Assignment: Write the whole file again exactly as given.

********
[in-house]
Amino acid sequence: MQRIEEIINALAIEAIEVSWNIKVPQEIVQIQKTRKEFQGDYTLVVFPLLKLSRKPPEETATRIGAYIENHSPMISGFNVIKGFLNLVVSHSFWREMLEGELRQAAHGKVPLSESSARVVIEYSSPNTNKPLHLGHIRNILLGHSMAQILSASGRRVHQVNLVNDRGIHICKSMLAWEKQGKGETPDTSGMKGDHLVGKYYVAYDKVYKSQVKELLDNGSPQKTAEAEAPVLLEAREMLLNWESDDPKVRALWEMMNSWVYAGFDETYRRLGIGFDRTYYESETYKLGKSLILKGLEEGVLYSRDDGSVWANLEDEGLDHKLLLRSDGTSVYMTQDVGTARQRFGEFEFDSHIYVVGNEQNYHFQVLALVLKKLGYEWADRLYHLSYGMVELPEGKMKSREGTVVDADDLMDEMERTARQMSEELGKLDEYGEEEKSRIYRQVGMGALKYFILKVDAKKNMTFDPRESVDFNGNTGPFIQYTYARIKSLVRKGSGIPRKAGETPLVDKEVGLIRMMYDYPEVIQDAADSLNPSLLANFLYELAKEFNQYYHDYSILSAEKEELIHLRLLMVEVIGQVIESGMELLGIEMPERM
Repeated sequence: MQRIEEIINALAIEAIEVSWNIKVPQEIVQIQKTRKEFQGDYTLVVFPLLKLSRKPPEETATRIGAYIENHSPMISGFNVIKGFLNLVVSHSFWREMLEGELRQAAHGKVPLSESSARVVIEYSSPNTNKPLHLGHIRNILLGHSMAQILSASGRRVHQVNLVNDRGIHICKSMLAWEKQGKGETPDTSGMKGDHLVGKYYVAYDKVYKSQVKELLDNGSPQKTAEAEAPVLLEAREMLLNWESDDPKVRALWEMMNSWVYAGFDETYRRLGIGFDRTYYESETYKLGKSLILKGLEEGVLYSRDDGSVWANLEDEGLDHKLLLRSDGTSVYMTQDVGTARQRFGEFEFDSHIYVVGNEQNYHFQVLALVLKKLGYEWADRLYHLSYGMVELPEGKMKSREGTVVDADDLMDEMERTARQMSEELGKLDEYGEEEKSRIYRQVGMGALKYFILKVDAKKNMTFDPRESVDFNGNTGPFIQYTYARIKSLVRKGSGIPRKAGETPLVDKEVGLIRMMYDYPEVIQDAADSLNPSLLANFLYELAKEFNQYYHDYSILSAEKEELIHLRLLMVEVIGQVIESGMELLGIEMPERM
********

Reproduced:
[in-house]
Amino acid sequence: MQRIEEIINALAIEAIEVSWNIKVPQEIVQIQKTRKEFQGDYTLVVFPLLKLSRKPPEETATRIGAYIENHSPMISGFNVIKGFLNLVVSHSFWREMLEGELRQAAHGKVPLSESSARVVIEYSSPNTNKPLHLGHIRNILLGHSMAQILSASGRRVHQVNLVNDRGIHICKSMLAWEKQGKGETPDTSGMKGDHLVGKYYVAYDKVYKSQVKELLDNGSPQKTAEAEAPVLLEAREMLLNWESDDPKVRALWEMMNSWVYAGFDETYRRLGIGFDRTYYESETYKLGKSLILKGLEEGVLYSRDDGSVWANLEDEGLDHKLLLRSDGTSVYMTQDVGTARQRFGEFEFDSHIYVVGNEQNYHFQVLALVLKKLGYEWADRLYHLSYGMVELPEGKMKSREGTVVDADDLMDEMERTARQMSEELGKLDEYGEEEKSRIYRQVGMGALKYFILKVDAKKNMTFDPRESVDFNGNTGPFIQYTYARIKSLVRKGSGIPRKAGETPLVDKEVGLIRMMYDYPEVIQDAADSLNPSLLANFLYELAKEFNQYYHDYSILSAEKEELIHLRLLMVEVIGQVIESGMELLGIEMPERM
Repeated sequence: MQRIEEIINALAIEAIEVSWNIKVPQEIVQIQKTRKEFQGDYTLVVFPLLKLSRKPPEETATRIGAYIENHSPMISGFNVIKGFLNLVVSHSFWREMLEGELRQAAHGKVPLSESSARVVIEYSSPNTNKPLHLGHIRNILLGHSMAQILSASGRRVHQVNLVNDRGIHICKSMLAWEKQGKGETPDTSGMKGDHLVGKYYVAYDKVYKSQVKELLDNGSPQKTAEAEAPVLLEAREMLLNWESDDPKVRALWEMMNSWVYAGFDETYRRLGIGFDRTYYESETYKLGKSLILKGLEEGVLYSRDDGSVWANLEDEGLDHKLLLRSDGTSVYMTQDVGTARQRFGEFEFDSHIYVVGNEQNYHFQVLALVLKKLGYEWADRLYHLSYGMVELPEGKMKSREGTVVDADDLMDEMERTARQMSEELGKLDEYGEEEKSRIYRQVGMGALKYFILKVDAKKNMTFDPRESVDFNGNTGPFIQYTYARIKSLVRKGSGIPRKAGETPLVDKEVGLIRMMYDYPEVIQDAADSLNPSLLANFLYELAKEFNQYYHDYSILSAEKEELIHLRLLMVEVIGQVIESGMELLGIEMPERM